Racking Questions

Homebrew Talk - Beer, Wine, Mead, & Cider Brewing Discussion Forum

Help Support Homebrew Talk:

Morkin

Well-Known Member
Joined
Jan 27, 2009
Messages
318
Reaction score
2
Location
Missouri
I'm brewing the Palace Bitter English Bitter that is found in the "Joy of Home brewing" book. I was wondering some things about racking.

1) How long do you wait to rack an ale? It's been 4 days for me and the active fermentation has stopped, can I rack now?

2) What do you guys ferment in first? This is the first time I will be using 2 fermenters. I used my plastic 5 gallon bucket with air lock for the 1st fermentation, and then am going to transfer to my 6 gallon glass carboy. Is it bettor to do it the other way, or did I do it correctly? Thanks for all the help, LOVE the forum.
 

reim0027

Well-Known Member
Joined
Apr 19, 2008
Messages
439
Reaction score
9
1) - how do you know it is done fermenting? Are you judging by your airlock, or are you taking hydrometer readings. If you get a consistent hydrometer reading 3 days in a row, then your fermentation is likely done. Many people here recommend a longer time in the primary fermentor. This allows the yeast to clean up their byproducts. Some people even go 3-4 weeks in the primary fermentor. I'll let the experts give you a more refined answer.

2) IMO, it makes more sense for your primary fermentor to be the larger of the two. This is because active fermentation requires more headspace. Once you rack to the secondary, you don't need nearly as much headspace, because fermentation is complete. The secondary is used to age your beer and to further allow particles to fall out of suspension (resulting in clearer beer).

TIFWIW, read my sig :D
 
OP
Morkin

Morkin

Well-Known Member
Joined
Jan 27, 2009
Messages
318
Reaction score
2
Location
Missouri
"Active" fermentation is down when the Krausen falls back down and there is no activity in the fermentation lock. The active has stopped, just wondering if I can rack to the secondary yet.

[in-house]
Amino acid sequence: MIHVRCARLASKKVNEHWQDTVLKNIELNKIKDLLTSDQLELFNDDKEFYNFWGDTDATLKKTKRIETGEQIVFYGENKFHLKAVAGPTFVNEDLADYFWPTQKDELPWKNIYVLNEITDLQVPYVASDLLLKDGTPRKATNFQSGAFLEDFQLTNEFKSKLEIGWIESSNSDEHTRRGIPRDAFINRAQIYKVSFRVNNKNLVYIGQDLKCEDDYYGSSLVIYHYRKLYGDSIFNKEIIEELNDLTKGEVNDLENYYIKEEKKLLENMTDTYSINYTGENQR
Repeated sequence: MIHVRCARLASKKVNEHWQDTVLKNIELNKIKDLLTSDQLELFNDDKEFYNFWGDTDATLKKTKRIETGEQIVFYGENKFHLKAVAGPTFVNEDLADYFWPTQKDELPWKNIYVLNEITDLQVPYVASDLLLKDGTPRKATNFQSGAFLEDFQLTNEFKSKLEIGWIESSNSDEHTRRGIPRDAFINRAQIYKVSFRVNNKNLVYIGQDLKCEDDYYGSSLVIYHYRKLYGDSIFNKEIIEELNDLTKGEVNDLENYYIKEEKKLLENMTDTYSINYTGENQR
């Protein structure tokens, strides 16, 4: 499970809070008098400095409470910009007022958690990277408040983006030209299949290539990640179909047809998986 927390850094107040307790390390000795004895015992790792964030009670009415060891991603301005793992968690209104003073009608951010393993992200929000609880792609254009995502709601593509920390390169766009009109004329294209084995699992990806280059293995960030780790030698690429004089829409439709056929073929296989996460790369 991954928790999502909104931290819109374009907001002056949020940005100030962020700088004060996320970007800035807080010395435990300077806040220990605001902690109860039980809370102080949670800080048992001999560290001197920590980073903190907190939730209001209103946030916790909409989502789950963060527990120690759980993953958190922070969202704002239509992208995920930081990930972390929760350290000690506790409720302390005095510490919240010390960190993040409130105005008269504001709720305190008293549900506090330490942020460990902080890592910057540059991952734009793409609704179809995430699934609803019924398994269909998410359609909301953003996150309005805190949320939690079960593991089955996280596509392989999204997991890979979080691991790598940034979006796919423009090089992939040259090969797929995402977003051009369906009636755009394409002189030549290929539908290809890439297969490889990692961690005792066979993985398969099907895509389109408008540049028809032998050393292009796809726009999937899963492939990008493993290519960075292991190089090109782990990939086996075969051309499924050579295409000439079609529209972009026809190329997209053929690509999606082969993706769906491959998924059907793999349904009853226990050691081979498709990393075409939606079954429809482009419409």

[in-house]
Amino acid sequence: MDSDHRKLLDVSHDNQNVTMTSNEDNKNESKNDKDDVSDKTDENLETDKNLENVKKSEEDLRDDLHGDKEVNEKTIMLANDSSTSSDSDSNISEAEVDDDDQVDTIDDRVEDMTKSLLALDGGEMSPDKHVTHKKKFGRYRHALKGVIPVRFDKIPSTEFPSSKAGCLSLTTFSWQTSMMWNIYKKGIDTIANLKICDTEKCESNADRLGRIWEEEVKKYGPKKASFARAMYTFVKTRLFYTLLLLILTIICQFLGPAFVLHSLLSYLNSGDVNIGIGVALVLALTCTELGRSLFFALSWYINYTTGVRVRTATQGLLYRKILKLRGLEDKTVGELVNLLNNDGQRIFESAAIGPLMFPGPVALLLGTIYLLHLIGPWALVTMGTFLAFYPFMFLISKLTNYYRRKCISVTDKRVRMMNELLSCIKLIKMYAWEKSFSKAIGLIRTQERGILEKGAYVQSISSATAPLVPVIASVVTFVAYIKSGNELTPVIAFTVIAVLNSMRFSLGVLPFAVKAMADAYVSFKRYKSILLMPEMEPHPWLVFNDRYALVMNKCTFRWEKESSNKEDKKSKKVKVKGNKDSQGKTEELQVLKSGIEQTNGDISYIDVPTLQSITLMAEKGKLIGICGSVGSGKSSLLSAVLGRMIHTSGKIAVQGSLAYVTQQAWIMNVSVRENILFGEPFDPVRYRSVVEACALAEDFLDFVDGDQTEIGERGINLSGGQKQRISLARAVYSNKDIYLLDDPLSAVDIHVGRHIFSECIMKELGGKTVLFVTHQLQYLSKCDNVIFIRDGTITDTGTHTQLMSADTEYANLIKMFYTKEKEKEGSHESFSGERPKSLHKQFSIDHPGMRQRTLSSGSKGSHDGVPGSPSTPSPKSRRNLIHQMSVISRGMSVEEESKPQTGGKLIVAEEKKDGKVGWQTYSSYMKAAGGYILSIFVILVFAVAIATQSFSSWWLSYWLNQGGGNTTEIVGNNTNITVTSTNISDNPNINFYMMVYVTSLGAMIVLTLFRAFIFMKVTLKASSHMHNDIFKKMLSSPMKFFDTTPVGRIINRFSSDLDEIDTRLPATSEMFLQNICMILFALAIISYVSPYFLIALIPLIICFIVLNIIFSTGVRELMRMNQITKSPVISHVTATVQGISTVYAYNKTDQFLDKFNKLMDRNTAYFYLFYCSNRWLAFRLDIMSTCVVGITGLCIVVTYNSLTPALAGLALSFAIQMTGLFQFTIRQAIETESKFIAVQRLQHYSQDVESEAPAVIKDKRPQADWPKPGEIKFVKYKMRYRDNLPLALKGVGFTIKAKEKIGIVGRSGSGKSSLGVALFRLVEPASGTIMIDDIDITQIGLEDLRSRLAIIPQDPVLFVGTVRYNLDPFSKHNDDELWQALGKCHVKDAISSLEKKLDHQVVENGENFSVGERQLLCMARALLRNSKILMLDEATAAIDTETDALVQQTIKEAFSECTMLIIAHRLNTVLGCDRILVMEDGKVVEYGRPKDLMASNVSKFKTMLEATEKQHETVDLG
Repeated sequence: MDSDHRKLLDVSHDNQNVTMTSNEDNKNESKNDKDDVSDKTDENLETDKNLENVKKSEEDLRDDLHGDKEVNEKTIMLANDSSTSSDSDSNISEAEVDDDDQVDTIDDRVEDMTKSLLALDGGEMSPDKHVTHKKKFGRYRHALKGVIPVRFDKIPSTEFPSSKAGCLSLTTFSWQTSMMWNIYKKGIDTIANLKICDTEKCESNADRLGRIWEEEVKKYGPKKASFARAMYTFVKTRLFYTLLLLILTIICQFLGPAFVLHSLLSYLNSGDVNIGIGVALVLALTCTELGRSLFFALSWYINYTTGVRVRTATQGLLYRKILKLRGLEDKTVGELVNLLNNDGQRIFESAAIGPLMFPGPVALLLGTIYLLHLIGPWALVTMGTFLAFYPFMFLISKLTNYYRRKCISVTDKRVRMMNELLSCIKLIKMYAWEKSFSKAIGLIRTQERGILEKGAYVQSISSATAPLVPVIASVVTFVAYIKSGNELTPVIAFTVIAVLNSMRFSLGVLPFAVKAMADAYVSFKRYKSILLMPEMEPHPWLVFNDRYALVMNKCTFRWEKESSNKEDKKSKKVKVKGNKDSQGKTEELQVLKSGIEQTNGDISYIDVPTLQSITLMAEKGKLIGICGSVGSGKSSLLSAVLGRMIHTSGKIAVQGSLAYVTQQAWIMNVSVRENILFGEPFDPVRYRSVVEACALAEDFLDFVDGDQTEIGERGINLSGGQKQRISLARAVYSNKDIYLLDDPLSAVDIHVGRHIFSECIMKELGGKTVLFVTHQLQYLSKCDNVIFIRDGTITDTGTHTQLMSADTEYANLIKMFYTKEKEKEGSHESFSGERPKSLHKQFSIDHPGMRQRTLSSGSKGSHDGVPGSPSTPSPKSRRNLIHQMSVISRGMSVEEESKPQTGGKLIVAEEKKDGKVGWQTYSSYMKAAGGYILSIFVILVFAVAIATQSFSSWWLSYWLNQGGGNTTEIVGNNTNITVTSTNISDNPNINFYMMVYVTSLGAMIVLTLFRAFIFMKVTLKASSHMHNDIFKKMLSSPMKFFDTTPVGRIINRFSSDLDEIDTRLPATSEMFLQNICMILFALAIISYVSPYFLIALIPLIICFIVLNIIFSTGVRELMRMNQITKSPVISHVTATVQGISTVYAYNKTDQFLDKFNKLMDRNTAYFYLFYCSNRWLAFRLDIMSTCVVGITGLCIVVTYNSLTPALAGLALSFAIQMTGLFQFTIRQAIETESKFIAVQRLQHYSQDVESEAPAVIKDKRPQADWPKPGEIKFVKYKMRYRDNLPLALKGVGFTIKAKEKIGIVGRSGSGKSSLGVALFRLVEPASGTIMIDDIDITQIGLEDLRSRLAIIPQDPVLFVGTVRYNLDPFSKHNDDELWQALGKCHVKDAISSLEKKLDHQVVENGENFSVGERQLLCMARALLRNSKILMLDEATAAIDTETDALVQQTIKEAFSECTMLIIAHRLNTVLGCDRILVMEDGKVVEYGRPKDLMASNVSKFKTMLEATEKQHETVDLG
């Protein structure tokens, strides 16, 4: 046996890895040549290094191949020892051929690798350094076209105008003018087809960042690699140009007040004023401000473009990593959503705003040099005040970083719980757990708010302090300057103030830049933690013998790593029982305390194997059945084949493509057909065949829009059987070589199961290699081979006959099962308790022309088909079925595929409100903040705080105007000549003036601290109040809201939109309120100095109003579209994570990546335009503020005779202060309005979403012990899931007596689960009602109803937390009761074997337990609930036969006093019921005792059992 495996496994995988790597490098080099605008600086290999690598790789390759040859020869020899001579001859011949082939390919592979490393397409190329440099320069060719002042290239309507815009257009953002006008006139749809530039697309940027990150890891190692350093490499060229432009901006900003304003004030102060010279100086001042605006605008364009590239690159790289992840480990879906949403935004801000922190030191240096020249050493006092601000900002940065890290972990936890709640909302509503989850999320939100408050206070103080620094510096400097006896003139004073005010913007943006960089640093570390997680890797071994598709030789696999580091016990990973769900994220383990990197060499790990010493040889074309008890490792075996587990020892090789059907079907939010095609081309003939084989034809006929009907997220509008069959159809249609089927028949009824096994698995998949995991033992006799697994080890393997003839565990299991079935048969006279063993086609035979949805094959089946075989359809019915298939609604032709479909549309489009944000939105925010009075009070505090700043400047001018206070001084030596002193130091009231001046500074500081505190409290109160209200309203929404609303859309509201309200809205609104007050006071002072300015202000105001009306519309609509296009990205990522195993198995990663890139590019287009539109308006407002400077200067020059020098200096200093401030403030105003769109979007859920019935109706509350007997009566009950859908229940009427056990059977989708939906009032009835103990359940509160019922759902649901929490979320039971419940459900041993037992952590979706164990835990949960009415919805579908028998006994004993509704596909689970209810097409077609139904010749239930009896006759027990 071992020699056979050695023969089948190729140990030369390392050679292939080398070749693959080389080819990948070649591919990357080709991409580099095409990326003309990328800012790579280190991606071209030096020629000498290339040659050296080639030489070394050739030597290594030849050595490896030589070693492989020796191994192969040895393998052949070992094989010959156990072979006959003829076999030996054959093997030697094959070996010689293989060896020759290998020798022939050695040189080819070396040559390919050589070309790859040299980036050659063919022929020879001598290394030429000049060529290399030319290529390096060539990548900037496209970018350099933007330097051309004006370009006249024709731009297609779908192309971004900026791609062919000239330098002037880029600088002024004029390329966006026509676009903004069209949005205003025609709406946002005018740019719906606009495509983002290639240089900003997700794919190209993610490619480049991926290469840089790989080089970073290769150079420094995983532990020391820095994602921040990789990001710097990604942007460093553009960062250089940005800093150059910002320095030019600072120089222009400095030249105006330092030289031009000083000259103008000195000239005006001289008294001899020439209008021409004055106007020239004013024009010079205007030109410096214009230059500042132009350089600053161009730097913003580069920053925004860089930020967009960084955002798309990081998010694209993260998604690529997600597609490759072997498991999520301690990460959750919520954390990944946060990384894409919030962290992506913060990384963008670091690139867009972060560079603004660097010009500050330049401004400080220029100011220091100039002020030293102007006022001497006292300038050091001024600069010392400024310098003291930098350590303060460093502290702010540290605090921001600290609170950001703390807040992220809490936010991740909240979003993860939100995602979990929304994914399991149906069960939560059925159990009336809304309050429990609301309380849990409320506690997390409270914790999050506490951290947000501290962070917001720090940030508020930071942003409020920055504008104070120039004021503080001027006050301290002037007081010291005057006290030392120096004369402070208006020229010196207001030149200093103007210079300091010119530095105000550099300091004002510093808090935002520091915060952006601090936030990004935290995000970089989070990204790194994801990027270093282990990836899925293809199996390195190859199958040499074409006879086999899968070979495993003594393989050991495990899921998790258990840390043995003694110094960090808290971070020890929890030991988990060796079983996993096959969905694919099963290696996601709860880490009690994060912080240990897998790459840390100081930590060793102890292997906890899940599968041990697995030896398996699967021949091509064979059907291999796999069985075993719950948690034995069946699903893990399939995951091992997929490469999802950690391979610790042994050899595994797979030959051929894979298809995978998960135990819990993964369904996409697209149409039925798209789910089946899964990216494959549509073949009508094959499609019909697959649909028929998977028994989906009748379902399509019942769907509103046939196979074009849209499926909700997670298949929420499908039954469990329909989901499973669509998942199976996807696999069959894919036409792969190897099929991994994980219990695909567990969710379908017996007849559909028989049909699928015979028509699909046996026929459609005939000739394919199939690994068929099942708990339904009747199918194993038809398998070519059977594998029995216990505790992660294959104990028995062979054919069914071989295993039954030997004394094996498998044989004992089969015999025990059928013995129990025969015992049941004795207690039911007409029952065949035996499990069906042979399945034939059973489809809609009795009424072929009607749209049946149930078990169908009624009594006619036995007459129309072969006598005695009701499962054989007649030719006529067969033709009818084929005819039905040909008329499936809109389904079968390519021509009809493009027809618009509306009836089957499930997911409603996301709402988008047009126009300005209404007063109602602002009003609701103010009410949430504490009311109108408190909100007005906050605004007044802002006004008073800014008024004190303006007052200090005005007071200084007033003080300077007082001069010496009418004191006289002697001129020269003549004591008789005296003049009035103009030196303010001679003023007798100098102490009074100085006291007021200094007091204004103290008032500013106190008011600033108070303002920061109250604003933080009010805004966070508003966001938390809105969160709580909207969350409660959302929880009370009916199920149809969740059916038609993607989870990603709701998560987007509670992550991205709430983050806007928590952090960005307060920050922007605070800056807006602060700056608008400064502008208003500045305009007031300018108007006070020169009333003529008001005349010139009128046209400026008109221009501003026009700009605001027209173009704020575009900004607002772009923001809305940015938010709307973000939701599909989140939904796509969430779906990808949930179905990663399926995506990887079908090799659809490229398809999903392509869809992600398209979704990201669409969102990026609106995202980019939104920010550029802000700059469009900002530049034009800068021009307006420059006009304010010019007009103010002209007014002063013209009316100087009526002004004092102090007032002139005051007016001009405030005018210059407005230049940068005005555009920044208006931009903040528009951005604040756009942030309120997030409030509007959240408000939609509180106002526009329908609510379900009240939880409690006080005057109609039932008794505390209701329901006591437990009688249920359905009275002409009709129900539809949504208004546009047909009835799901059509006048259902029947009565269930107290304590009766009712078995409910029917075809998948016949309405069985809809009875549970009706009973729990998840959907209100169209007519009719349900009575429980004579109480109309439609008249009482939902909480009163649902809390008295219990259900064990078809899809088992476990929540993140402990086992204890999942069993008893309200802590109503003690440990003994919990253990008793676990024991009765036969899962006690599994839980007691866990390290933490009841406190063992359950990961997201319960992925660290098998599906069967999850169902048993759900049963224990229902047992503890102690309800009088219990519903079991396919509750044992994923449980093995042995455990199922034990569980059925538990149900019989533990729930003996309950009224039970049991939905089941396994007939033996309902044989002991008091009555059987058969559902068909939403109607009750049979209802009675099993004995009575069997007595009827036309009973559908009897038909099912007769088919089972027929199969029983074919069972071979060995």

syd138

Well-Known Member
Joined
Oct 18, 2008
Messages
538
Reaction score
4
Location
Chicago, IL
I only use 6 gallon glass carboys. Plastic buckets can get scratched and are more likely to get contaminated. With the primary, all you need to do is use a blow-off tube.

A general rule is: 1-2-3
I do: 3-1-3

3 Weeks in the primary: This gives the yeast plenty of time to clean everything up and to ferment. Either way, you should take a hydrometer reading before racking to your secondary.

1 Week in the Secondary: I pretty much just use this as a clearing tank. It allows you to get rid of more sediment before you bottle.

3 Weeks in the bottle: This is standard.
 

ombre42

Active Member
Joined
Oct 29, 2008
Messages
41
Reaction score
1
Location
Winnebago, IL (near Rockford)
+1 on
you don't need nearly as much headspace, because fermentation is complete.
With lots of headspace in a 6 gal secondary your beer could start to spoil if a protective layer of CO2 doesn't form above it from outgassing or continued fermentation.
Get a 5 gallon vessel for secondary or just don't do secondary.
 
OP
Morkin

Morkin

Well-Known Member
Joined
Jan 27, 2009
Messages
318
Reaction score
2
Location
Missouri
123, Even if it's an ale? The recipe said that it was ready to drink in 2 weeks, sometimes even sooner. If my Gravity readings stays the same and I'm happy with the clarity, can't I bottle sooner?
 

Yooper

Ale's What Cures You!
Staff member
Admin
Mod
Lifetime Supporter
Joined
Jun 4, 2006
Messages
74,914
Reaction score
12,812
Location
UP/Snowbird in Florida
123, Even if it's an ale? The recipe said that it was ready to drink in 2 weeks, sometimes even sooner. If my Gravity readings stays the same and I'm happy with the clarity, can't I bottle sooner?